Theme 1: Information and Communications Technologies (ICT) for Remittances
Project: Using Eye Tracking to Study Migrant Remittances and Its Welfare Implications (field work in progress)
Migrant remittances are a significant driver of global development. But sending remittances remains costly. The creation of publicly available online or mobile comparison databases containing information on the cost, speed and reliability of sending remittances is one of the most efficient means to increase transparency and reduce transaction costs. This in turn requires such databases to be simple, accessible and user-friendly. In this project, we partner with a company that has built and maintains a World Bank-certified metasearch platform for online money transfers, to test behavioral foundations of comparison shopping.
The novelty of the project is the use of eye tracking to unpack “the black box” of experimentally-elicited and naturally-occurring migrant remittance decisions. In so doing, the study sheds light on the behavioral foundations of search, choice and information; how neuroeconomics data can be used to improve site customization and online or mobile comparison shopping; and on the resulting welfare effects that could accrue to migrants and recipients. From a broader standpoint, the study also provides evidence for how refined neuroeconomics data can be used to craft development policy.
Region: Central America
Funding: NSF Award No. 1649921
Theme 2: The Impact of Infrastructure in Rural Areas
Project: Impact Evaluation of Rural Electrification and Roads
This project evaluates the impact of rural electrification and rural roads in El Salvador. It takes advantage of the new infrastructure that resulted from the Millennium Challenge Corporation Project in El Salvador. The goal is to reduce rural poverty by increasing regional economic growth through a five-year program of strategic investments and technical assistance in various sectors. One of the main interventions is the construction of a new electrical grid in the Northern Zone and the construction of the Northern Transnational Highway (NTH), a vital transport artery throughout the region, as well as into neighboring Honduras and Guatemala. The NTH aims to increase the Northern Zone’s access to markets and the larger regional and national economy.
- Barron, Manuel & Torero, Maximo, 2017. “Household electrification and indoor air pollution,” Journal of Environmental Economics and Management, Elsevier, vol. 86(C), pages 81-92.
- Torero, Maximo, 2015. “The Impact of Rural Electrification: Challenges and Ways Forward,” Revue d’économie du développement, De Boeck Université, vol. 23(HS), pages 49-75.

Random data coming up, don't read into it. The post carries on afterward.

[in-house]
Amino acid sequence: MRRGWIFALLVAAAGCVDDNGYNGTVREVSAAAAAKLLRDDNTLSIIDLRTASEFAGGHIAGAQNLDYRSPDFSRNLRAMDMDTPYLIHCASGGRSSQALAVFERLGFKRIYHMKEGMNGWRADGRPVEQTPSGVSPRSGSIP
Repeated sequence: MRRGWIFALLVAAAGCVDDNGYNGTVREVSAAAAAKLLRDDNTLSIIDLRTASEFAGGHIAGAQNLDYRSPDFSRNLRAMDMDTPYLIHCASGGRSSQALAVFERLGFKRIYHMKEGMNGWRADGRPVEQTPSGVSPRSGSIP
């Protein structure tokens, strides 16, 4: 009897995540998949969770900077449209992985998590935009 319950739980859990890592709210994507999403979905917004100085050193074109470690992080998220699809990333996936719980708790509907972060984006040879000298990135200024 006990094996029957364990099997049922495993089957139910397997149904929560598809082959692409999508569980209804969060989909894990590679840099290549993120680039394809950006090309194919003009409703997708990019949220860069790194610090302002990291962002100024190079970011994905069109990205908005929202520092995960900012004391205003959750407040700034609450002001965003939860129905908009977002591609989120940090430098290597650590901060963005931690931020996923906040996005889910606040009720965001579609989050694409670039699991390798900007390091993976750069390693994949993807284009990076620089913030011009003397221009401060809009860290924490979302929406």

- Barron, Manuel & Torero, Maximo, 2014. “Electrification and Time Allocation: Experimental Evidence from Northern El Salvador,” MPRA Paper 63782, University Library of Munich, Germany.
(Above research funded by The Millennium Challenge Corporation)
- Bernard, Tanguy & Torero, Maximo, 2015. “Social Interaction Effects and Connection to Electricity: Experimental Evidence from Rural Ethiopia,” Economic Development and Cultural Change, University of Chicago Press, vol. 63(3), pages 459-484.
- Bernard, Tanguy & Torero, Maximo, 2011. “Randomizing the ‘Last Mile’: A methodological note on using a voucher-based approach to assess the impact of infrastructure projects,” IFPRI discussion papers 1078, International Food Policy Research Institute (IFPRI).
(Above research funded by The World Bank Group)
- “Overcoming Infrastructure Challenges to Africa’s Rural Development,” Seminar, International Food Policy Research Institute, Washington, DC, April 8, 2009.
Country: El Salvador
Funding: The Millennium Challenge Corporation, World Bank
Theme 3: How Technology Can Reduce Hunger
Project: ICT to Improve Global Food Security
This project reviews the state of ICT and their impact on agricultural development in developing countries, documenting rapid changes that have taken place over the last decade. Although there is still a wide gap in access between rural and urban areas, the spread of mobile phones in rural areas has led to important changes in the agricultural sector. We find that access to mobile phones has generally improved agricultural market performance at the macro level; impacts at the micro level are mixed. There is also still limited evidence regarding the impact of market information systems delivered through mobile phones on farm prices. Similarly, the rollout of extension programs through ICT is still at an early stage and more research is required to demonstrate impact.
- Mitra, Sandip; Mookherjee, Dilip, Torero, Maximo; and Visaria, Sujata, 2018. “Asymmetric Information and Middleman Margins: An Experiment with Indian Potato Farmers,” The Review of Economics and Statistics, MIT Press, vol. 100(1), pages 1-13, March.
- Nakasone, Eduardo & Torero, Maximo, 2016. “A text message away: ICTs as a tool to improve food security,” Agricultural Economics, International Association of Agricultural Economists, vol. 47(S1), pages 49-59, November.
- Nakason, Eduardo; Torero, Maximo Torero; and Minten, Bart, 2014. “The Power of Information: The ICT Revolution in Agricultural Development,” Annual Review of Resource Economics, Annual Reviews, vol. 6(1), pages 533-550, October.
- Book: Torero, Maximo & von Braun, Joachim, 2006. “Information and Communication Technologies for Development and Poverty Reduction: The Potential of Telecommunications” Johns Hopkins University Press. (Available on International Food Policy Research Institute for free download and Amazon.)
Funding: IADB, USAID